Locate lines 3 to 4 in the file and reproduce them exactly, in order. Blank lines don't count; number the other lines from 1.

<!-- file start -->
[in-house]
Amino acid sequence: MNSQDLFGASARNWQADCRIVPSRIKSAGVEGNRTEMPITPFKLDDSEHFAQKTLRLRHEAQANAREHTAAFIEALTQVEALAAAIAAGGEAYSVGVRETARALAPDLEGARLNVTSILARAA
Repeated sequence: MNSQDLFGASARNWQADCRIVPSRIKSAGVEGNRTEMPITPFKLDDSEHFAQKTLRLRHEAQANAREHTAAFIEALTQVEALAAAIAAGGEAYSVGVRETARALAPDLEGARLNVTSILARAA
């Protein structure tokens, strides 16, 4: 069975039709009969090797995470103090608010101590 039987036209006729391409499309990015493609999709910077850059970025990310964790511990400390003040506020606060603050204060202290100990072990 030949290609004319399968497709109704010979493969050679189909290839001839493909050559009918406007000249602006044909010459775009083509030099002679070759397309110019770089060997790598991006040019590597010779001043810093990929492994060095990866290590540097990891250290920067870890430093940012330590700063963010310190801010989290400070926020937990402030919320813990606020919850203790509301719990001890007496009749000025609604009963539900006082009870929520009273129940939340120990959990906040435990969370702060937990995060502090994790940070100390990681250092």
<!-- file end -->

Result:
Repeated sequence: MNSQDLFGASARNWQADCRIVPSRIKSAGVEGNRTEMPITPFKLDDSEHFAQKTLRLRHEAQANAREHTAAFIEALTQVEALAAAIAAGGEAYSVGVRETARALAPDLEGARLNVTSILARAA
């Protein structure tokens, strides 16, 4: 069975039709009969090797995470103090608010101590 039987036209006729391409499309990015493609999709910077850059970025990310964790511990400390003040506020606060603050204060202290100990072990 030949290609004319399968497709109704010979493969050679189909290839001839493909050559009918406007000249602006044909010459775009083509030099002679070759397309110019770089060997790598991006040019590597010779001043810093990929492994060095990866290590540097990891250290920067870890430093940012330590700063963010310190801010989290400070926020937990402030919320813990606020919850203790509301719990001890007496009749000025609604009963539900006082009870929520009273129940939340120990959990906040435990969370702060937990995060502090994790940070100390990681250092």